By Maria Saporta
Riding along the BeltLine’s Eastside Trail and around downtown Atlanta over Memorial Day weekend, it was hard to remember a time (really not so long ago) when it was relatively rare to see someone on a bicycle in the city.
I do remember those dare-devil delivery/messenger cyclists who seemed to take their lives in their wheels each time the pedaled around. But people on bicycles seemed to be outside the norm, the odd man or woman out.
So seeing the multitude and diversity of cyclists out and about this weekend made me appreciate the cycling evolution that is taking place in our city. Along the BeltLine, there were so many families with young children on bicycles — finally with a place to ride where parents didn’t have to worry about them being hit by a car.
Of course there was the danger of the cyclists who were racing to see how fast they could by weaving around strollers and dogs and pedestrians — creating several near collisions. And then there were the recreational cyclists who were happy to take it all in — enjoy the beautiful weather, the new tree plantings and the never-ending number of people who seem to have discovered Atlanta’s new linear playground.
Along Atlanta’s city streets, dozens of cyclists were riding around Centennial Olympic Park and other spots in downtown and Midtown. Several streets now have painted bicycles letting cars know to share the road with people riding on two wheels.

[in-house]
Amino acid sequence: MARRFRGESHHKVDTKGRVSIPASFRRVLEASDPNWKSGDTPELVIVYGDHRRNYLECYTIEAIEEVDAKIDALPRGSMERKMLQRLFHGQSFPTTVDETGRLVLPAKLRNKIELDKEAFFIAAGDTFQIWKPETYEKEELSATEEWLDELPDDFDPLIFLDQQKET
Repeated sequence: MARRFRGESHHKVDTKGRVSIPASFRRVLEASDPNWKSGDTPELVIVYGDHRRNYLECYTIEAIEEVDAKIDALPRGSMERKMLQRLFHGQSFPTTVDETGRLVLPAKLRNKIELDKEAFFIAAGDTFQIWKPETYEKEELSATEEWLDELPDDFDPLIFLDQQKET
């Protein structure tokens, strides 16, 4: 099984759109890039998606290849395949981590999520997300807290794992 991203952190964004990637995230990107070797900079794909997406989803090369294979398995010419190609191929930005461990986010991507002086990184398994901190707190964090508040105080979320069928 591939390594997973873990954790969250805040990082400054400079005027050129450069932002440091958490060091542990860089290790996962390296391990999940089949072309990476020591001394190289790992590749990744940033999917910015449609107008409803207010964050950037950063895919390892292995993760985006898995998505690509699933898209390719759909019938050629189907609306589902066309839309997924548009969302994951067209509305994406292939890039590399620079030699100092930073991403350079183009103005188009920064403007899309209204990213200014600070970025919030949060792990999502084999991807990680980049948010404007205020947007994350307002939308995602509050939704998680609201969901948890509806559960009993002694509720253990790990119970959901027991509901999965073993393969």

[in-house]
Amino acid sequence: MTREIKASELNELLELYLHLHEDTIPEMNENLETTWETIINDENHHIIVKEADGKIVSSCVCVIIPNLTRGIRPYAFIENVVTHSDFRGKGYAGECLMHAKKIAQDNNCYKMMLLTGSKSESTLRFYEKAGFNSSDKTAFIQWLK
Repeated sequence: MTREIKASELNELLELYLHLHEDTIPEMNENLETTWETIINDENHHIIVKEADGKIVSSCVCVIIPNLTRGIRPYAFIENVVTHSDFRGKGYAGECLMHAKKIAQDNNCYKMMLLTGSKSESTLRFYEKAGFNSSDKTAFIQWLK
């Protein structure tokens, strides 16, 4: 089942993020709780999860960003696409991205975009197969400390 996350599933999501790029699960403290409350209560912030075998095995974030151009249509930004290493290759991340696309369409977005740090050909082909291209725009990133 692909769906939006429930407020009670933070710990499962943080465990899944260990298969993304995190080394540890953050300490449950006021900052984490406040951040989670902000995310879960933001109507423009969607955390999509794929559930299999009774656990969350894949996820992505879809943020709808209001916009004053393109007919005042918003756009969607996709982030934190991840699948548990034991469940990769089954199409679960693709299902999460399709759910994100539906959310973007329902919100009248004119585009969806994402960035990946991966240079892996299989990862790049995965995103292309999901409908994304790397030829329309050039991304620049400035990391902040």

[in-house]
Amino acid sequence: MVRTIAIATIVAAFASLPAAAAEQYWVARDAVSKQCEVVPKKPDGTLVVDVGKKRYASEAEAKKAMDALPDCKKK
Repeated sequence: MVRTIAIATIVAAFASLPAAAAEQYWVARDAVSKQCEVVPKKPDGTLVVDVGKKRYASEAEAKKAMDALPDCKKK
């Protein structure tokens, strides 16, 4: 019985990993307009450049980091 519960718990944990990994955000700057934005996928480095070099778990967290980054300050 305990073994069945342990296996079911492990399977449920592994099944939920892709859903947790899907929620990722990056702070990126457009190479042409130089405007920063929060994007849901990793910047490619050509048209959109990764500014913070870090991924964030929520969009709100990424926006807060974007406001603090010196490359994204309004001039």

It is all part of Atlanta’s evolution in becoming a more bicycle-friendly city.
And it is in that vein that Atlanta has decided to move ahead with a Bike Share program.
The City of Atlanta has issued a Request for Proposals for a “self-service bicycle rental program,” and bids are due by June 24.
Rebecca Serna, executive director of the Atlanta Bicycle Coalition, has been working with the City of Atlanta and the City of Decatur to conduct an in-depth study on bike-sharing programs around the country. In 2012, the Atlanta Falcons Youth Foundation awarded the coalition a generous grant to conduct a feasibility study of a bike-sharing program in Atlanta and Decatur.
The study was conducted by Brad Davis of Robert & Co., who Serna said went “above and beyond to create an informative, attractive and thoughtful document.”
The financial analysis was conducted by MetroBike of Washington, D.C., and the technical review community included planners from the cities of Atlanta and Decatur as well as the Atlanta Regional Commission.
Here are the links to the Request for Proposals bid documents; the executive summary of the study for a Atlanta-Decatur Bike Share program; and the complete report for the Bike Share program that was done for the Atlanta Bicycle Coalition.
By the way, New York City just launched its own Bike Share program on Memorial Day.